MÉTIS LEADER CUTHBERT GRANT DIED
Born circa 1793, near current Kamsack, Saskatchewan, Grant, of Cree descent through his mother, is largely responsible for the concept of a Métis nation. His father and uncle formed the North West Company (NWC). By 1812, NWC and the Hudson Bay Company (HBC) fought to control the fur trade. NWC hired Grant to form an alliance with the Métis with their tradition of frontier warfare and Indian tactics. By 1816, Grant’s irregular Métis cavalry stole horses, seized hostages, attacked HBC settlers in Selkirk, and participated in the Seven Oaks Massacre. In 1821, the conflict ended as the companies united under the HBC charter. Grant retired from the company in 1824, settled on land at White Horse Plain on the Assiniboine River and founded the Métis village of Grantown. By the 1840s, his influence with the Métis waned. French Métis under the elder Louis Riel took leadership away from Grant’s Scots Métis. He died from injuries suffered when he fell from his horse.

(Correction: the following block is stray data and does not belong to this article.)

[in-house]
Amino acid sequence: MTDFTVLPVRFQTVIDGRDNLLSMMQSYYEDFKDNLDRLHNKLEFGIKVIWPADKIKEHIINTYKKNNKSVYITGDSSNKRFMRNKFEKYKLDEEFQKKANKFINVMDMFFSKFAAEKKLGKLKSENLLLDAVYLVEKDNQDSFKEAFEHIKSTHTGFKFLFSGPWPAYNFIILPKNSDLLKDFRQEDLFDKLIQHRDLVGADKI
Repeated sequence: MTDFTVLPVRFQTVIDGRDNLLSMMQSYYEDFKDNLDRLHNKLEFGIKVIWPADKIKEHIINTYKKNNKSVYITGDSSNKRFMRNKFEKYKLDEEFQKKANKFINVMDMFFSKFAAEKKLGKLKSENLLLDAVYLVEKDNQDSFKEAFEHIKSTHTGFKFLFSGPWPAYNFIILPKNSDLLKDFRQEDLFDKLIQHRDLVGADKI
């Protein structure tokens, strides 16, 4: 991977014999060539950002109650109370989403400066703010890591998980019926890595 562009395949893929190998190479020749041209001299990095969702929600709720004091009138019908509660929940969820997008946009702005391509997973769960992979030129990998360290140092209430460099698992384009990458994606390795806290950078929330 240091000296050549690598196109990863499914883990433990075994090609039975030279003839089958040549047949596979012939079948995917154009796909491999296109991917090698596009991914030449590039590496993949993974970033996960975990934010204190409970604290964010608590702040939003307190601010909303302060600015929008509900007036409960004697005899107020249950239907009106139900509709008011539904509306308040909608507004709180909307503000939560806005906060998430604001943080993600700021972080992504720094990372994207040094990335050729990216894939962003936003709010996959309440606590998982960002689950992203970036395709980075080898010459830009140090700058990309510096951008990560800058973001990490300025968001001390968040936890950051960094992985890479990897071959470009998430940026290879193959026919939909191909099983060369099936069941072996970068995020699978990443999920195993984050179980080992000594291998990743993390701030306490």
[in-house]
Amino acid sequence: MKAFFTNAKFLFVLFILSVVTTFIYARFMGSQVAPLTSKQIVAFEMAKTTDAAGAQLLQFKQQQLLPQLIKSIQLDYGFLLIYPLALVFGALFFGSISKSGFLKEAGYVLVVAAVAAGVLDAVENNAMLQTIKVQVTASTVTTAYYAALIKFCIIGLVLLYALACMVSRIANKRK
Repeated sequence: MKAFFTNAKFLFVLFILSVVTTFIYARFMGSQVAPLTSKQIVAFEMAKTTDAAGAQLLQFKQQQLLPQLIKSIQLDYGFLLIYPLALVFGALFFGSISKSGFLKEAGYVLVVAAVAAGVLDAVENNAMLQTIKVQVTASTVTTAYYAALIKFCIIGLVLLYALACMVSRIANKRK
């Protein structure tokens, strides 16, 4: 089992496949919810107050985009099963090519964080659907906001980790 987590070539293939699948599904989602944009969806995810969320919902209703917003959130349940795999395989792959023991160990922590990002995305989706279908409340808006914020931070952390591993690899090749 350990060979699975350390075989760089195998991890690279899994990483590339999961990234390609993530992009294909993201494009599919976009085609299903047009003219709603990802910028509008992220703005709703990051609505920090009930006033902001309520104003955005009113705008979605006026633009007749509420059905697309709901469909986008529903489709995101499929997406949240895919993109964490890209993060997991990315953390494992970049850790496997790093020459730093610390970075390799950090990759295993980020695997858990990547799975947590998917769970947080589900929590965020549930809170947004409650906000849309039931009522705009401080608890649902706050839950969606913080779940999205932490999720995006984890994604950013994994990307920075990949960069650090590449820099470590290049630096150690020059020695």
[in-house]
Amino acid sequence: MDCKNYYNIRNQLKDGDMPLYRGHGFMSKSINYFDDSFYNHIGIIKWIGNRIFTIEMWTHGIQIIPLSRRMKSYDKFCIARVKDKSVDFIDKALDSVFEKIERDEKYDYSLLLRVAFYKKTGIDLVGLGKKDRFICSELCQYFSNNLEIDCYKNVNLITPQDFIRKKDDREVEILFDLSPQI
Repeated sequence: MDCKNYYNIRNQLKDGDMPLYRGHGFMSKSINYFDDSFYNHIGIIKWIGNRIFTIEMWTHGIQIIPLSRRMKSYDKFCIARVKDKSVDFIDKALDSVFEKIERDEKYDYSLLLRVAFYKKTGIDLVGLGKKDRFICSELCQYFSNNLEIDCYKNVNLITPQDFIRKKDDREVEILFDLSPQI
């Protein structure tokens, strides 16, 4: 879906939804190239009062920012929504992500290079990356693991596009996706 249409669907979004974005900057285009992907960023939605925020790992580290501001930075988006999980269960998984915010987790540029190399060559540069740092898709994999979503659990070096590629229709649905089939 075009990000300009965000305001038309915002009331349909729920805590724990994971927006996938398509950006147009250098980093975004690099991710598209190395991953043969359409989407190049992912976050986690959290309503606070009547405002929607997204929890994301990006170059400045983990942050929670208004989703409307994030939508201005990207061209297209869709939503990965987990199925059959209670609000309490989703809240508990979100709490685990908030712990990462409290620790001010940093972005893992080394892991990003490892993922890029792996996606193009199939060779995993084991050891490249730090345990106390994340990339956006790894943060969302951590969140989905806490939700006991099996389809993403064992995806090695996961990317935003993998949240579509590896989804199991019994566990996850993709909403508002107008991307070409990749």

Source: George Woodcock, “Grant, Cuthbert,” Dictionary of Canadian Biography, 1985. Retrieved 7/6/2019, http://www.biographi.ca/en/bio.php?BioId=38064 Sketch: Author unknown. Date, likely 19th century. Likely Public Domain in U.S.: Pre 1/1/1925. Public Domain elsewhere where copyright term is author’s life plus 70 years or less.